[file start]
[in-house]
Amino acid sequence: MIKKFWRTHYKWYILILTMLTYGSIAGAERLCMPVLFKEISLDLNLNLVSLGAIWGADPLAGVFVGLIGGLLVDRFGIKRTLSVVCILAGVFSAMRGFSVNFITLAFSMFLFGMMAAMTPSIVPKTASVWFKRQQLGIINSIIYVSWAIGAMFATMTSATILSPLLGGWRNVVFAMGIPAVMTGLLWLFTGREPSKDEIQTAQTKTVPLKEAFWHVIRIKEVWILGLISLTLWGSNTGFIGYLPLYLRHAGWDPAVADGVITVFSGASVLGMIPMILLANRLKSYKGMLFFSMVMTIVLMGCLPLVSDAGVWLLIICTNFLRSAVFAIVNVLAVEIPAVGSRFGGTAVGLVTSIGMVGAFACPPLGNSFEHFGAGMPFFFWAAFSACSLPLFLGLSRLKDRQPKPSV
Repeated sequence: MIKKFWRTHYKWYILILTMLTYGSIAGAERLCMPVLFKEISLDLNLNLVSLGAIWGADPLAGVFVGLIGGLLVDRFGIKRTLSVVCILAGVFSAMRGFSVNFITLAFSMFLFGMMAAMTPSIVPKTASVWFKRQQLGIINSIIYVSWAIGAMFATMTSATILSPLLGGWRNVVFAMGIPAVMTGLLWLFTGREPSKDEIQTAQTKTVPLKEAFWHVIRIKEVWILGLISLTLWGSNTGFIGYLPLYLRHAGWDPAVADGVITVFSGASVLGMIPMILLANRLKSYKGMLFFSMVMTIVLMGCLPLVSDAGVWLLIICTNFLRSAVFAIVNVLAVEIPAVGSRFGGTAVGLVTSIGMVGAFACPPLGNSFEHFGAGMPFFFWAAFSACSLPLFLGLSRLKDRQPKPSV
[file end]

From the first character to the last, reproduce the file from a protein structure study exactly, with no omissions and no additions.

[in-house]
Amino acid sequence: MIKKFWRTHYKWYILILTMLTYGSIAGAERLCMPVLFKEISLDLNLNLVSLGAIWGADPLAGVFVGLIGGLLVDRFGIKRTLSVVCILAGVFSAMRGFSVNFITLAFSMFLFGMMAAMTPSIVPKTASVWFKRQQLGIINSIIYVSWAIGAMFATMTSATILSPLLGGWRNVVFAMGIPAVMTGLLWLFTGREPSKDEIQTAQTKTVPLKEAFWHVIRIKEVWILGLISLTLWGSNTGFIGYLPLYLRHAGWDPAVADGVITVFSGASVLGMIPMILLANRLKSYKGMLFFSMVMTIVLMGCLPLVSDAGVWLLIICTNFLRSAVFAIVNVLAVEIPAVGSRFGGTAVGLVTSIGMVGAFACPPLGNSFEHFGAGMPFFFWAAFSACSLPLFLGLSRLKDRQPKPSV
Repeated sequence: MIKKFWRTHYKWYILILTMLTYGSIAGAERLCMPVLFKEISLDLNLNLVSLGAIWGADPLAGVFVGLIGGLLVDRFGIKRTLSVVCILAGVFSAMRGFSVNFITLAFSMFLFGMMAAMTPSIVPKTASVWFKRQQLGIINSIIYVSWAIGAMFATMTSATILSPLLGGWRNVVFAMGIPAVMTGLLWLFTGREPSKDEIQTAQTKTVPLKEAFWHVIRIKEVWILGLISLTLWGSNTGFIGYLPLYLRHAGWDPAVADGVITVFSGASVLGMIPMILLANRLKSYKGMLFFSMVMTIVLMGCLPLVSDAGVWLLIICTNFLRSAVFAIVNVLAVEIPAVGSRFGGTAVGLVTSIGMVGAFACPPLGNSFEHFGAGMPFFFWAAFSACSLPLFLGLSRLKDRQPKPSV